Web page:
Face-Off: Portal 2 • Page 2

Through the looking glass.

First off, let's remind ourselves of how things ran on The Orange Box, with a comparison of what you might imagine would be the best and worst case scenarios. Portal, with its enclosed environments, shouldn't really stress out the Source engine too much while at the other end of the spectrum, Half-Life 2: Episode 2 was the most technologically demanding game in the compilation.

The analysis demonstrates that while either version could drop frames, Valve's own Xbox 360 code was fairly solid while the PS3 port was simply dreadful, with performance issues across the board.

Vintage 2007 performance analysis. Were we unduly harsh on EA's PS3 port of The Orange Box? These tests on Portal and Half-Life 2: Episode 2 suggest not.

The good news is that things have changed with Portal 2. There were never any real frame-rate problems with Source on Xbox 360 and nothing has really changed here, but it's clear that Valve has put some genuine effort into the way Source runs on the PlayStation 3. This is no one-off project: the studio has clearly put significant resources into the development of its engine on the Sony platform and the results are self-evident, over and above the minor graphical improvements we see over the Xbox 360 game.

Performance analysis of Portal 2 suggests that while both games run very close to the target 30 frames per second almost all of the time, there are some occasions where we see the odd torn or dropped frame on Xbox 360 - there's no real impact to visual quality, controller response or anything like that, but it is interesting to note that these very minor issues with frame-rate are even less of an issue on PlayStation 3.

In common with a great many PS3 titles there is a tear evident in the top couple of lines (suggesting that the game is flipping the framebuffer just a little too late) but it's invisible to the human eye. Tearing on 360 can creep lower to the point where very occasionally you might notice it, but the overall impression is that image consistency is retained on both versions.

Performance analysis on Portal 2 is an interesting challenge - how best to stress the engine bearing in mind the relatively sedate nature of the game? And how can we do it by showing as few spoilers, or puzzle solutions as possible? Well, in this section of the game, taken around a third of the way through, the player is simply running through various environments in a linear manner, and not actually solving any puzzles at all. From a rendering perspective, the levels here are typically more complex than the puzzle-based stages, giving us the ideal testing ground to compare engine performance.

Regardless though, if you're overly sensitive to any spoilers whatsoever, it's probably best to skip the video.

Fast-forward back to 2011 and it's clear that Valve's own work on bringing its tech to PS3 has resulted in a better overall performance. Indeed there's sense that frame-rate is very slightly smoother on the Sony platform.

So with improvements to visual quality and performance, the PlayStation 3 release is already looking good, but the addition of Steamworks functionality is another big plus point it has in its favour. On the face of it, the notion of adding a second gaming network to the PS3 sounds somewhat superfluous and perhaps overly fussy, bringing back unhappy memories of multiple logins required for games like Metal Gear Solid 4.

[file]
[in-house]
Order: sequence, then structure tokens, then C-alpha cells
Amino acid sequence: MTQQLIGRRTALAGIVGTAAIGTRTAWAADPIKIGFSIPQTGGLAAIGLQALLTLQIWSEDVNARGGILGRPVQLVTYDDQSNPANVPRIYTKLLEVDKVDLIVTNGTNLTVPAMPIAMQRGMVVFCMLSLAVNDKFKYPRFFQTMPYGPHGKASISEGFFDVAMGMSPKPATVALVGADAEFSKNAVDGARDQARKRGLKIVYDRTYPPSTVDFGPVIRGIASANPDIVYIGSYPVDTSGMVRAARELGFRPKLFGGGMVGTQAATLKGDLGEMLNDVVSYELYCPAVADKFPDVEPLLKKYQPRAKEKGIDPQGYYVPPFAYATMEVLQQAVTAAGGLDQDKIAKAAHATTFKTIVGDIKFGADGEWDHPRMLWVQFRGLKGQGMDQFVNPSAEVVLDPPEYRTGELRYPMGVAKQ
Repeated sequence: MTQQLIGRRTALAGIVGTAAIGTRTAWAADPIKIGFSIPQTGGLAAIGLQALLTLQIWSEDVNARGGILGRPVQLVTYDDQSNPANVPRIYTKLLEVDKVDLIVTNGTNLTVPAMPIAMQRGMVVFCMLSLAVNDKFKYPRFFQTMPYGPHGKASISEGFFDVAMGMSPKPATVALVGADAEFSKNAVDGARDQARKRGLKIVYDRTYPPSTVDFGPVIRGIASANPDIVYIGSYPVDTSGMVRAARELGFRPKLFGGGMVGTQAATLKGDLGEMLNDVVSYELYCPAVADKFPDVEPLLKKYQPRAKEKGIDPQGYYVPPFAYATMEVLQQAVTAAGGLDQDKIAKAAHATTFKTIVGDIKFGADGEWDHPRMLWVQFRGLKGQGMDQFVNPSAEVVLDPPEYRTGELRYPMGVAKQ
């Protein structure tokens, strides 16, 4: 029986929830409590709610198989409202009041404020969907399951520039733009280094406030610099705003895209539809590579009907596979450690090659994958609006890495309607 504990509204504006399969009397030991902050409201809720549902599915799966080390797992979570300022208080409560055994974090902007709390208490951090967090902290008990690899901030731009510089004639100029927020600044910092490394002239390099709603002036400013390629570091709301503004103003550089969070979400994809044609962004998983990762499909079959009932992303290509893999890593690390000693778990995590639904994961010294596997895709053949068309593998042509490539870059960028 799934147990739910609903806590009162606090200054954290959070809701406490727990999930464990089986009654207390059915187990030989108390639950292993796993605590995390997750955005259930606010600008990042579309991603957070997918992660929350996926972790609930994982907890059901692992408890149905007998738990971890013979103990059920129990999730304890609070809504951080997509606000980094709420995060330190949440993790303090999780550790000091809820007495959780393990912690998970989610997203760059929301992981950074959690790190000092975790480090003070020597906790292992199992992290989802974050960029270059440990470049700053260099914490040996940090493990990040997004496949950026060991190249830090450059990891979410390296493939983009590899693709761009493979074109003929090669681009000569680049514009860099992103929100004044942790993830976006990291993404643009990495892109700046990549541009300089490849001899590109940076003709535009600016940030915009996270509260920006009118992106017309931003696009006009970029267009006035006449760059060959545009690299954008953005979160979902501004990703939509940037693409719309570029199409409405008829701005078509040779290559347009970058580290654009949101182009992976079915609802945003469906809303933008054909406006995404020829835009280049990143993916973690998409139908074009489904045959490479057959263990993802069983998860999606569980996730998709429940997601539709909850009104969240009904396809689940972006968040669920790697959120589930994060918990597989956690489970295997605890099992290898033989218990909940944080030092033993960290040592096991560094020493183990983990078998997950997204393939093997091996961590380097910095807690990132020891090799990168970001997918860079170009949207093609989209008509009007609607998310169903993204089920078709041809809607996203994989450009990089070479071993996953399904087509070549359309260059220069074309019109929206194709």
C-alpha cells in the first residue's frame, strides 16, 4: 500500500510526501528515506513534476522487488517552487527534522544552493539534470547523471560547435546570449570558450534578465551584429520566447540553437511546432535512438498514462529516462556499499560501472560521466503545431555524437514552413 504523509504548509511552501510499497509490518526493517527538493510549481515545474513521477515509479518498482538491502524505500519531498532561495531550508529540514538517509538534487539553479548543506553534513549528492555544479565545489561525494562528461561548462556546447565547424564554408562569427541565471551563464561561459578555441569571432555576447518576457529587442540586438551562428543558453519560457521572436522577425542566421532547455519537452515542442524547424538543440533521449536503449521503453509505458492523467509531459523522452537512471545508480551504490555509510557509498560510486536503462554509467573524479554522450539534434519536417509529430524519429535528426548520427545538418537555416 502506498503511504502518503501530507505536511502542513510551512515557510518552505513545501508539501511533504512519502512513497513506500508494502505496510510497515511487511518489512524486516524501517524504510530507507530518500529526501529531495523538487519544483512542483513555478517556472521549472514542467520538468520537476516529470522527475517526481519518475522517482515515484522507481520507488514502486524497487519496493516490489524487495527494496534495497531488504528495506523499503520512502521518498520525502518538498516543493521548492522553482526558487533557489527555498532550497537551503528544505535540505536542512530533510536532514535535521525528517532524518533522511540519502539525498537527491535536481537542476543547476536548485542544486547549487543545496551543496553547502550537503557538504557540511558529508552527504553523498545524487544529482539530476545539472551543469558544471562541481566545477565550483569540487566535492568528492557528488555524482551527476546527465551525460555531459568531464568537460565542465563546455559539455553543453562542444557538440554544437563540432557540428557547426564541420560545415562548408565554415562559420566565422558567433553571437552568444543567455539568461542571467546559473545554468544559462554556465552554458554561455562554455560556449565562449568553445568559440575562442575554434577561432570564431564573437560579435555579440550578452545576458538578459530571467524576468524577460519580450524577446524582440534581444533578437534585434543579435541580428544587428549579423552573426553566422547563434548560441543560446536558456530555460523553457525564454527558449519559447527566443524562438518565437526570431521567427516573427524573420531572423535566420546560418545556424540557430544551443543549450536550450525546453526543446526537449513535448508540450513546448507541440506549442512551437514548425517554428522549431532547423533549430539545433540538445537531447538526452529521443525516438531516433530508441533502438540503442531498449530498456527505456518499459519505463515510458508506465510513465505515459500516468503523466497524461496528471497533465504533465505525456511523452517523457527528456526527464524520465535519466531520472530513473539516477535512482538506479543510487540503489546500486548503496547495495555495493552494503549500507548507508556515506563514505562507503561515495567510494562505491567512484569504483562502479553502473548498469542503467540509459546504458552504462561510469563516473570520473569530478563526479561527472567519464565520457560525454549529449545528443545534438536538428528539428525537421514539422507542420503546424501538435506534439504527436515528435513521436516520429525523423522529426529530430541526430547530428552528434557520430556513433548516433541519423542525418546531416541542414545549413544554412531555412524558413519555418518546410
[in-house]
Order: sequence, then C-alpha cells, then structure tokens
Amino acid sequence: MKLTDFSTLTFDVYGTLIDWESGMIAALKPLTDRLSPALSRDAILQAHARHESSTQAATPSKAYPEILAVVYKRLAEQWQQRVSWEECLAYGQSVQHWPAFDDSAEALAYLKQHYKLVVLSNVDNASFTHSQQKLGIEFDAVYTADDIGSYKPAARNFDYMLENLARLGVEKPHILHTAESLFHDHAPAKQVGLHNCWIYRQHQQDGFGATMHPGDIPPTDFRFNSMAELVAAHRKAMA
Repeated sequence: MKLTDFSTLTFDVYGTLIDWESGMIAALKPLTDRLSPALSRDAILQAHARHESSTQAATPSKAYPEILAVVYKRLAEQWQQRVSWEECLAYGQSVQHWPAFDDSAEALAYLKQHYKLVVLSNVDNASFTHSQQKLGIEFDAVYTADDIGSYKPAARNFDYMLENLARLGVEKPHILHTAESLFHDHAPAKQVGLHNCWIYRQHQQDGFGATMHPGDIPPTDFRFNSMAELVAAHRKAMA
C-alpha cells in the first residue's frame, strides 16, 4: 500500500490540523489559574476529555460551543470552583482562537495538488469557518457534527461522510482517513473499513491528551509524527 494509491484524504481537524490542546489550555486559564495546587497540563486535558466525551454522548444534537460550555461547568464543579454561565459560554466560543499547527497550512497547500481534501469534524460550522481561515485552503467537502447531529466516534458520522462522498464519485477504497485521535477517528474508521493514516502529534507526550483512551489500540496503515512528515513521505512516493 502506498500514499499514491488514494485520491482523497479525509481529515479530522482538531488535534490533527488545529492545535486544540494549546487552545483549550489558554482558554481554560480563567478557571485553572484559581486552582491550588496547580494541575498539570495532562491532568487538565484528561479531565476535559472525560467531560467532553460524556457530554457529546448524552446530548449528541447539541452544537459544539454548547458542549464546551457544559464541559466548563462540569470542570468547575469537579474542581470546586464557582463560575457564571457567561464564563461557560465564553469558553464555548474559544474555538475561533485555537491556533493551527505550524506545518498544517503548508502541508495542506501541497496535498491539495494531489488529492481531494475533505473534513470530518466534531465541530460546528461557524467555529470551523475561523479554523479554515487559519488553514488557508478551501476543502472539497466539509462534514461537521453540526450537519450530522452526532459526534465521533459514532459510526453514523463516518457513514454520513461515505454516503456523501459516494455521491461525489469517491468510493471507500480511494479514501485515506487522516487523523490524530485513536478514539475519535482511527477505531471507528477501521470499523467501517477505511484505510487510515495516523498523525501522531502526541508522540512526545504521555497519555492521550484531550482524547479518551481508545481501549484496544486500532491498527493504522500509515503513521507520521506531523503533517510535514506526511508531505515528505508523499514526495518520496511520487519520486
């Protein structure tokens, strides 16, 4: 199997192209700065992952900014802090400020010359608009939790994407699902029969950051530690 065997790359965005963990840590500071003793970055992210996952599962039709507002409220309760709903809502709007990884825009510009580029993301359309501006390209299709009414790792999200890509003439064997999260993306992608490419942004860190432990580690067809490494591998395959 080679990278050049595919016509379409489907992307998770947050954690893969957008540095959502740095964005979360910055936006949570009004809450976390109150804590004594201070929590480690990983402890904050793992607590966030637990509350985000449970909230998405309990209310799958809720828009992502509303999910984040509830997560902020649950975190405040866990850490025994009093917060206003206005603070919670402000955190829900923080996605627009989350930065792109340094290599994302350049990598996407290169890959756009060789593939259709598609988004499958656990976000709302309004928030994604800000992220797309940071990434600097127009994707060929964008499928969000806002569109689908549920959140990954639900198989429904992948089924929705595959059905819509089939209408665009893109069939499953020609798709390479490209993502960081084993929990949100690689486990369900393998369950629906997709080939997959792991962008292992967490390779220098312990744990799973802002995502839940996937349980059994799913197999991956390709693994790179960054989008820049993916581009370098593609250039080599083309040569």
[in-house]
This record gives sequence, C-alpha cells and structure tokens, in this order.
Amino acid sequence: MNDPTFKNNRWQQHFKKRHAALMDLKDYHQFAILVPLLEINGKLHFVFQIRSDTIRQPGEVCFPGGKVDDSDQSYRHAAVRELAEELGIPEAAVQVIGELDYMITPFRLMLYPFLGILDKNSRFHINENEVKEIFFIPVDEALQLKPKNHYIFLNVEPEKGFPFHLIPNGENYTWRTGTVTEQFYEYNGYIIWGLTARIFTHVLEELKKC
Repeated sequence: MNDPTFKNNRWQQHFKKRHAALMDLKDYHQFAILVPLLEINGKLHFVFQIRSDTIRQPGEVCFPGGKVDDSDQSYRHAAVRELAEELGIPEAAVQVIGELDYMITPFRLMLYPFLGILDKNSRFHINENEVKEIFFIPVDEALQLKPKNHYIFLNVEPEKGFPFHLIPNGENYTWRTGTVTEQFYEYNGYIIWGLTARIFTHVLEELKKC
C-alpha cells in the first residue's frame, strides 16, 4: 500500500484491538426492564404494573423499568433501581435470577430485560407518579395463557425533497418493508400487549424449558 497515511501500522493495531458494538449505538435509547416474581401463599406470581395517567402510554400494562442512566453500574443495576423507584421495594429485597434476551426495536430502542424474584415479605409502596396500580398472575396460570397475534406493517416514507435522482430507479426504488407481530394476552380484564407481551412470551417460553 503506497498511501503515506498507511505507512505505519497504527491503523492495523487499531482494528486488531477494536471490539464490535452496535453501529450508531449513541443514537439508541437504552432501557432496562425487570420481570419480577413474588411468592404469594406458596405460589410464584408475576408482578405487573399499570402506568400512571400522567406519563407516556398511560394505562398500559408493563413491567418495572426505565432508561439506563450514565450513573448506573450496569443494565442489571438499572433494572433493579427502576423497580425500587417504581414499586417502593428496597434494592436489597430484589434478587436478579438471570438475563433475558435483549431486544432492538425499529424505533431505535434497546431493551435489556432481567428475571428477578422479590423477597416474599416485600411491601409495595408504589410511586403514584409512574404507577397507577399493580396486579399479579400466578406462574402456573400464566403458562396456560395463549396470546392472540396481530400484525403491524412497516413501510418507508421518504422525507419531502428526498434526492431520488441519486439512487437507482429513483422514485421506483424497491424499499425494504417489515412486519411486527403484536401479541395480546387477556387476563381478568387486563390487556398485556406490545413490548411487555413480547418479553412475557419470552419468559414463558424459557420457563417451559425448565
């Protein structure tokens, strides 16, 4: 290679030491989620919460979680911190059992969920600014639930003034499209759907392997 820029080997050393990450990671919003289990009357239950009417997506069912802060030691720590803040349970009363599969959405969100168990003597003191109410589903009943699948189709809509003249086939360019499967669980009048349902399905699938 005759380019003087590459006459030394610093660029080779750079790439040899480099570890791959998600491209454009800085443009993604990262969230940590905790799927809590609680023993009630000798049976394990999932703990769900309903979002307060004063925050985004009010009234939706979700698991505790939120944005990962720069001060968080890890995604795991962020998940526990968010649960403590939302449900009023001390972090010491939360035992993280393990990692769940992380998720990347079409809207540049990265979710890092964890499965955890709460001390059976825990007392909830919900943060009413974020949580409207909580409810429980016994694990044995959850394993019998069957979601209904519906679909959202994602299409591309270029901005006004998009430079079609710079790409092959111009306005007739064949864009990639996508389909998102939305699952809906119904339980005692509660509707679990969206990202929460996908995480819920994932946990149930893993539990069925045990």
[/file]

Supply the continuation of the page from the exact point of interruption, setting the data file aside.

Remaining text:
However, the actual implementation in Portal 2 is relatively unobtrusive, it isn't mandatory, and it simply adds value. By linking your PSN profile to a Steam account, Trophies and Achievements sync, meaning that the same unlocks are visible on both networks. You can also chat across the Steam network to gamers currently logged in on PC, Mac or PS3 and view their profiles. Game saves from PS3 Portal 2 can be uploaded to the cloud and then re-downloaded again on any other PS3 - without the need for a PlayStation Plus subscription.

Best of all is the introduction of cross-format gameplay in Portal 2's co-op mode. PS3 owners can team up with other players on PC, Mac or PS3 and play through the co-op campaign together. Because you're playing as a team, and as control-related issues such as accuracy and latency aren't hugely important to the gameplay, it doesn't really matter if one player in the team is using the superior mouse/keyboard combo. Obviously this could be something of a problem on player vs. player titles though.

If you have no interest in Steam and would prefer simply to play online with other PS3 owners, that option is there - there's no actual need whatsoever to utilise Steam at all, but the feature set is very cool if you do, and the bonus of a free download of either the Mac or PC version of Portal 2 via a one-use redeemable code included with every copy of the PS3 version is too good to resist.

Going forward, it's likely that Valve would be happy to extend the Steam functionality to other game developers, which could lead to more PS3 titles making use of the features we see here in Portal 2. However, to sound a note of caution, it's worth pointing out that the PS3 already has a deficiency of available RAM compared to the Xbox 360 bearing in mind the higher OS overhead and the added complications of the split-pool RAM setup, so the notion of dedicating memory and resources to the Steam client may not appeal to too many developers.

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